Individual study: The effect of length of burning rotation on vegetation community composition and heather Calluna vulgaris growth in Calluna-Eriophorum bog, Moor House National Nature Reserve, Cumbria, northern England
Hobbs R.J. (1984) Length of burning rotation and community composition in high-level Calluna-Eriophorum bog in N England. Vegetatio (now Plant Ecology), 129-136
This study is summarised as evidence for the intervention(s) shown on the right. The icon shows which synopsis it is relevant to.
Use prescribed fire to control problematic plants
A replicated, paired study in 1954–1980 in a blanket bog in England, UK (Hobbs 1984) reported that burned plots became dominated by cottongrasses Eriophorum spp. within 3–5 years, and that burning more often reduced cover of heather Calluna vulgaris but typically increased moss and liverwort cover. These results were not tested for statistical significance. All plots were burned in 1954 and 1975. In 1978–1980, the plots were dominated by cottongrass (sheathed cottongrass Eriophorum vaginatum cover: 46–84%; common cottongrass Eriophorum angustifolium cover: 3–28%). Half of the plots were also burned in 1965. In 1978–1980, these plots had less cover of heather (shoots: 6–26%; stems: 2–17%) than plots that were not burned in 1965 (shoots: 22–70%; stems: 17–59%). The more frequently burned plots also had greater moss cover (Sphagnum in 5 of 6 comparisons; other mosses in 14 of 18 comparisons) and liverwort cover (in 22 of 33 comparisons) but similar cottongrass cover. In 1954, four pairs of 1,000 m2 plots were established on a grazed bog. All plots were burned in 1954 and 1975. Four plots (one plot/pair) were also burned in 1965. Vegetation cover was estimated in August 1978–1980, in 128 quadrats/plot, (each 10 x 10 cm and arranged along a transect). This study was based on the same experimental set-up as (1), (4) and (6).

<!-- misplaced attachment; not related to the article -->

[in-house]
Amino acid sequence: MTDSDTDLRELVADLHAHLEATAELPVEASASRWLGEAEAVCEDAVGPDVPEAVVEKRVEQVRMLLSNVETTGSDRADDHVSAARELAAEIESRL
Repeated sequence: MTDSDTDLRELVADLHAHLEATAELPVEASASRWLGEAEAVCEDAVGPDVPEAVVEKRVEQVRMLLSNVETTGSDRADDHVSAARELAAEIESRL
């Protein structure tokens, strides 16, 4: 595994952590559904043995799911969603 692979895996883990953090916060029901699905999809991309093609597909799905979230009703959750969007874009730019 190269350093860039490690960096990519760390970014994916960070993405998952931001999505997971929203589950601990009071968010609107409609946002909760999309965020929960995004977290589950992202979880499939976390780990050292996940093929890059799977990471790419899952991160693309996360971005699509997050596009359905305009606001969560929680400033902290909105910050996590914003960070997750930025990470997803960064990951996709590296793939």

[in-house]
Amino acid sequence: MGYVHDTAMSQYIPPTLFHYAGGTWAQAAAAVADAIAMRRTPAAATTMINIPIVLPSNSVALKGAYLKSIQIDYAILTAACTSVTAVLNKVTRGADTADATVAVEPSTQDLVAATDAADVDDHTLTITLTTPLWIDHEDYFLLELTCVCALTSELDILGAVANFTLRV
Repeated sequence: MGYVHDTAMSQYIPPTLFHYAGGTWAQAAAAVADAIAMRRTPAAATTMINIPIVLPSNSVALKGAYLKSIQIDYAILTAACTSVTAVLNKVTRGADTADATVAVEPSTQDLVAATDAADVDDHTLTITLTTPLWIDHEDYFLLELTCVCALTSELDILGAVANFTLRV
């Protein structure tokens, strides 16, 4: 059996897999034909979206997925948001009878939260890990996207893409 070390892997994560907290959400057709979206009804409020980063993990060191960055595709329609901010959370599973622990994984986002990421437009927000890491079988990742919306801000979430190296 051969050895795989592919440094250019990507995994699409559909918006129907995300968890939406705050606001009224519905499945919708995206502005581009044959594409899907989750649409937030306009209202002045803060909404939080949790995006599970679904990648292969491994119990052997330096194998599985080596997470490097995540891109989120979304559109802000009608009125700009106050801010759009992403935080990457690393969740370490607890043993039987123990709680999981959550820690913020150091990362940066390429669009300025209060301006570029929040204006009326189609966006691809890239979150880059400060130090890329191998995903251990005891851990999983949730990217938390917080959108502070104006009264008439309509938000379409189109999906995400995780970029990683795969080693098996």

(Summarised by Nigel Taylor)